What Can I Learn from Looking Back on My Financial Situation?

While we hope this year was you best year ever, we know sometimes things don’t always go as planned. If your financial plan didn’t work out the way you wanted it to, don’t beat yourself up. Instead, ask yourself the following questions to determine what you can learn from reflecting on your financial situation in the last year.

Did you meet your financial goals and expectations?Perhaps you started the year with some financial goals in mind. You wanted to establish a budget that you could stick to, or maybe you hoped to build up your emergency savings fund throughout the year. If you fell short of accomplishing these or other goals, think about the reasons why. Were your goals specific? Did you develop a realistic timeframe for when they would be achieved? If not, learn to set attainable and measurable goals for your finances in the new year.

How did your investments perform? A year-end review of your overall portfolio can help you determine whether your asset allocation is balanced and in line with your time horizon and goals. If one type of investment performed well during the year, it could represent a greater percentage of your portfolio than you initially wanted. As a result, you might consider selling some of it and using that money to buy other types of investments to rebalance your portfolio. Keep in mind that selling investments could result in a tax liability. And remember, asset allocation does not guarantee a profit or protect against loss; it is a method to help manage investment risk. All investing involves risk, including the possible loss of principal, and there is no guarantee that any investment strategy will be successful.

Are your retirement savings on track? Did you contribute the amount you wanted the past year? Or did unexpected financial emergencies force you to borrow or withdraw money from your retirement savings? In that case, you can help your savings recover by contributing the most you can to your employer-sponsored retirement plan and taking advantage of employer matching (if it’s available to you). Contributing to a 401(k) or 403(b) plan can help you save more consistently because your contributions are automatically deducted from your salary, helping you avoid the temptation to skip a month now and then.

What financial resolutions should I consider making as I look ahead to next year?

A new year is right around the corner, bringing with it a fresh start for you and your finances. What will you do this year to help improve your financial situation?

Evaluate your savings goals. The beginning of the year is a great time to examine your overall financial plan. Maybe you want to buy a new vehicle this year or save money toward a Caribbean cruise next year. Perhaps you want to focus less on material items and more on long-term goals, such as your retirement savings. Regardless of what you are setting money aside for, make sure you come up with a realistic savings plan that will help you achieve your goals and avoid the risk of significant loss.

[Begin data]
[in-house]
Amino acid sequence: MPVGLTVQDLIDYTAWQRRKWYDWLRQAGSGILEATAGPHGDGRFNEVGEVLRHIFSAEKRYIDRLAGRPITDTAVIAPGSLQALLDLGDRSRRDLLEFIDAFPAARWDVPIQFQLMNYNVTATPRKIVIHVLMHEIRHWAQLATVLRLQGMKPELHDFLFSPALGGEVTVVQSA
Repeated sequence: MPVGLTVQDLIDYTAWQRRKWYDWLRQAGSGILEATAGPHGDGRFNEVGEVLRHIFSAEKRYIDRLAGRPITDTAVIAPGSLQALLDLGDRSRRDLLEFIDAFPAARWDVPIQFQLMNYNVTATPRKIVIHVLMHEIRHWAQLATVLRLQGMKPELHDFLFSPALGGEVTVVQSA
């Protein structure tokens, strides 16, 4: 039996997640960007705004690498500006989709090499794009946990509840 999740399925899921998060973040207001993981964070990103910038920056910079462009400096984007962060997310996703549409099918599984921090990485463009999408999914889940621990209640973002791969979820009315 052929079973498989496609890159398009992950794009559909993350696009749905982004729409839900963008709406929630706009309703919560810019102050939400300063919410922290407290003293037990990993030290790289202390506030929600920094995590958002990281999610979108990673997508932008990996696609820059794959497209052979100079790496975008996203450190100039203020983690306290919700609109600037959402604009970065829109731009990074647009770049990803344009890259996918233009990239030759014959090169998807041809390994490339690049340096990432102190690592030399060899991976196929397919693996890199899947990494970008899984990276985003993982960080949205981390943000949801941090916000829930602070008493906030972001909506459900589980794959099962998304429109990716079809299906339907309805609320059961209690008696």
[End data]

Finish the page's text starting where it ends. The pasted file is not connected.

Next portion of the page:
Pay down debt. Whether you owe money on your credit cards or have student loan payments to make, the start of a new year is a good time to develop a strategy to reduce your overall level of debt. Reducing your debt can help create opportunities to contribute toward other goals throughout the year. But unless you can definitely afford it, don’t plan to pay off all your debts in one fell swoop. Set a smaller goal that you’ll be more likely to achieve over the course of the year.

Automate as much as you can. Your plan to pay down debt can be accomplished more easily if you automate your bill paying, saving, and investing. Most banks, credit card issuers, retirement plan providers, and investment

companies offer services that make payments automatic — allowing you to worry less about payment dates. The best part is that it might only take a few taps on your smartphone to make these processes automatic.

Think about organizing your financial documents. If your overall financial situation is already in good shape for the new year, consider taking time now to clear out and organize your financial records. Do you have important documents, such as your tax returns or passport, in a safe place? Are you holding on to records that you no longer need? Organizing your financial records now can save you time and frustration later if you need to locate a particular document.

 

*Non-deposit investment products and services are offered through CUSO Financial Services, L.P. (“CFS”), a registered broker-dealer (Member FINRA/SIPC) and SEC Registered Investment Advisor. Products offered through CFS: are not NCUA/NCUSIF or otherwise federally insured, are not guarantees or obligations of the credit union and may involve investment risk including possible loss of principal. Investment Representatives are registered through CFS. Allegacy Federal Credit Union has contracted with CFS to make non-deposit investment products and services available to credit union members.

Prepared by Broadridge Investor Communication Solutions, Inc. Copyright 2017

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